We now follow these guideposts in a determination of whether the risk of injury faced by Celestine was unreasonable. In Ladue, 920 F.2d at 277, Judge Rubin instructed that determination of whether a risk is unreasonable is personal to the particular plaintiff:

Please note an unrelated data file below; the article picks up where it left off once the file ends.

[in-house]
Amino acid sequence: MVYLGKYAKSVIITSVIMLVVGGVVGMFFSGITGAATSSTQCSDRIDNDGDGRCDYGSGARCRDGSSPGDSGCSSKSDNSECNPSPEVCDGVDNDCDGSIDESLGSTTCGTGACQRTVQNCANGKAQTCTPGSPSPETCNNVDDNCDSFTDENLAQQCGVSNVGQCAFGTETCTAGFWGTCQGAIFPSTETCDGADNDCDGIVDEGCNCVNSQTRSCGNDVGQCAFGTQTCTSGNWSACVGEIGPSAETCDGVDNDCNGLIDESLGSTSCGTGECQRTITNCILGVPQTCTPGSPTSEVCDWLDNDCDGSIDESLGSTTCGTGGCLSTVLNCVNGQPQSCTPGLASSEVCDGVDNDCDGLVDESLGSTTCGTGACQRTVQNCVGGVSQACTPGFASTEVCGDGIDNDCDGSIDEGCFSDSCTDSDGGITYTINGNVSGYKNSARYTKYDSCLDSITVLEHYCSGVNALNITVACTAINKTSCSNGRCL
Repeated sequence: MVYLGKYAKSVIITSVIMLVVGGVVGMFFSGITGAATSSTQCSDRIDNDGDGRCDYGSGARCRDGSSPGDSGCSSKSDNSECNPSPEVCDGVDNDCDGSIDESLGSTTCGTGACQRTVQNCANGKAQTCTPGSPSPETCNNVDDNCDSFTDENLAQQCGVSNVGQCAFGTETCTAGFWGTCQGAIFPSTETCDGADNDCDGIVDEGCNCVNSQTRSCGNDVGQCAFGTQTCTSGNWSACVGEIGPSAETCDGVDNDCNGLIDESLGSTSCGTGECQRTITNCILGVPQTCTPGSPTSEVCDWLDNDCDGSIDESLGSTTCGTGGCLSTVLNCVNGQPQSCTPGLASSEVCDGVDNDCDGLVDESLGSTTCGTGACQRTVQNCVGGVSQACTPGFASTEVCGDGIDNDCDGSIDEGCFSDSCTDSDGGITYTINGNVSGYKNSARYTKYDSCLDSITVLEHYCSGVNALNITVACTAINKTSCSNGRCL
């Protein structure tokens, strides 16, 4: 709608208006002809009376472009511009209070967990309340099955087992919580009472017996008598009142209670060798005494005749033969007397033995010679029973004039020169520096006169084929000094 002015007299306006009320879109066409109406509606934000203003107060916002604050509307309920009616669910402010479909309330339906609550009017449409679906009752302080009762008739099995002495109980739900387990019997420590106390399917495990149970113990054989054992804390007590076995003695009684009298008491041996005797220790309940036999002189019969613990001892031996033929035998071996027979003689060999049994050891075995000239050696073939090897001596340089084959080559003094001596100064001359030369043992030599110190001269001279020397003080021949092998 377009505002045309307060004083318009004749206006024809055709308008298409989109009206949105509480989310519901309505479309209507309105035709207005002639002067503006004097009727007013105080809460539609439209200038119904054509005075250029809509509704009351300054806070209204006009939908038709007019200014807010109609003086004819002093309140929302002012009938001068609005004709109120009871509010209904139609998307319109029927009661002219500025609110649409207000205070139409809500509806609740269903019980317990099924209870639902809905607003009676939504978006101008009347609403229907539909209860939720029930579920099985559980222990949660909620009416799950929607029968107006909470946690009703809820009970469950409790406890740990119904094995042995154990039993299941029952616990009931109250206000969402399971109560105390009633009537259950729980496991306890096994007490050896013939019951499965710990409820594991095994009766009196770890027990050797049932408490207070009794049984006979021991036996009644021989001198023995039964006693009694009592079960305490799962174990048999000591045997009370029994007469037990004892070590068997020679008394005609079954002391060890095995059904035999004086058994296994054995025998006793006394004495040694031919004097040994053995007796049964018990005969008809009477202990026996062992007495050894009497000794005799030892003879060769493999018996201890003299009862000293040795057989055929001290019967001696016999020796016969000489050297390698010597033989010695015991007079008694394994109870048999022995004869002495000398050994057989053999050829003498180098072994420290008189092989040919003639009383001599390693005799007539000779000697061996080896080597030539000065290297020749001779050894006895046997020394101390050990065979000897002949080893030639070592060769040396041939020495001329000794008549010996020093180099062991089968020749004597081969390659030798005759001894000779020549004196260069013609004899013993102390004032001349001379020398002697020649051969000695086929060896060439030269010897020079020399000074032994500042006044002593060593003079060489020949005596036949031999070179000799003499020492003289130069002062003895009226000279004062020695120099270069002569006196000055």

Thus, the determination of whether a particular risk of harm is reasonable is a matter wed to the facts of the case. Perhaps except only in ultrahazardous cases, it is impossible and improper to characterize a risk as unreasonable without consideration of the surrounding circumstances. Thus, any per se rule that an owner may never be held strictly liable to a repairman injured while repairing the alleged defect is unworkable and contrary to the fact intensive nature of the definition of "unreasonable risk." Rather, the individual circumstances, including but not limited to the social, moral, economic considerations, the degree of knowledge of the repairman, the incentive or disincentive to the owner to repair the vice or defect, the reasonableness of presuming that a particular repairman is cognizant of the particular risks, and the ability of the repairmen to minimize such risks, should all be factored into and weighed in the "unreasonable risk" calculation. For example, the extent to which an owner's incentive to repair the premises may be destroyed if held strictly liable to a repairman must be balanced against the repairman's rights under La.C.C. art. 2322 to hold an owner answerable in damages for defects or vices on the premises. To the extent that the Third Circuit may have adopted a per se rule of a "repairman" exception to an owner's strict liability, such a ruling is not correct.